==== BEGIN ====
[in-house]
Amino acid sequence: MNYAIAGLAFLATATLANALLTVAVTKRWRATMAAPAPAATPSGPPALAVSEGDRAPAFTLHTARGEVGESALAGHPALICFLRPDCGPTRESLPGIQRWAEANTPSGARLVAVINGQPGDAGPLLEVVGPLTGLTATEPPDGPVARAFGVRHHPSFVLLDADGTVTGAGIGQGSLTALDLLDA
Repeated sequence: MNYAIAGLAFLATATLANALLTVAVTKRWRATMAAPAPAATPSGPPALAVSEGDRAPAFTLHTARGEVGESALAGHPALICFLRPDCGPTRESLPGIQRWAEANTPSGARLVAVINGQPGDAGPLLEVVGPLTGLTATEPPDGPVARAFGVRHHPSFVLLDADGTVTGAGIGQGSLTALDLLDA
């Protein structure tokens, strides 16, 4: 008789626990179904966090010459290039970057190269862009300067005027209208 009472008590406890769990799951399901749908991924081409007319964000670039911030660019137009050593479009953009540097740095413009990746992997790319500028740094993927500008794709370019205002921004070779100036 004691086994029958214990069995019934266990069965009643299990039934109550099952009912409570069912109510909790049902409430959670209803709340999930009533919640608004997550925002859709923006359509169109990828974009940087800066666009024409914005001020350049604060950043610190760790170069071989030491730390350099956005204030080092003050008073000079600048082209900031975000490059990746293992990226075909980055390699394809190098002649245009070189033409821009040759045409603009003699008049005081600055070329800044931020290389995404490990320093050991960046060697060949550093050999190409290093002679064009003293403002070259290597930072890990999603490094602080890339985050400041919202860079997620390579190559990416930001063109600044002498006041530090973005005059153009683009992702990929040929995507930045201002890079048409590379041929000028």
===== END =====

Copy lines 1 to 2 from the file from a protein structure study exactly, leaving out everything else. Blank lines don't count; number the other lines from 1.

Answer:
[in-house]
Amino acid sequence: MNYAIAGLAFLATATLANALLTVAVTKRWRATMAAPAPAATPSGPPALAVSEGDRAPAFTLHTARGEVGESALAGHPALICFLRPDCGPTRESLPGIQRWAEANTPSGARLVAVINGQPGDAGPLLEVVGPLTGLTATEPPDGPVARAFGVRHHPSFVLLDADGTVTGAGIGQGSLTALDLLDA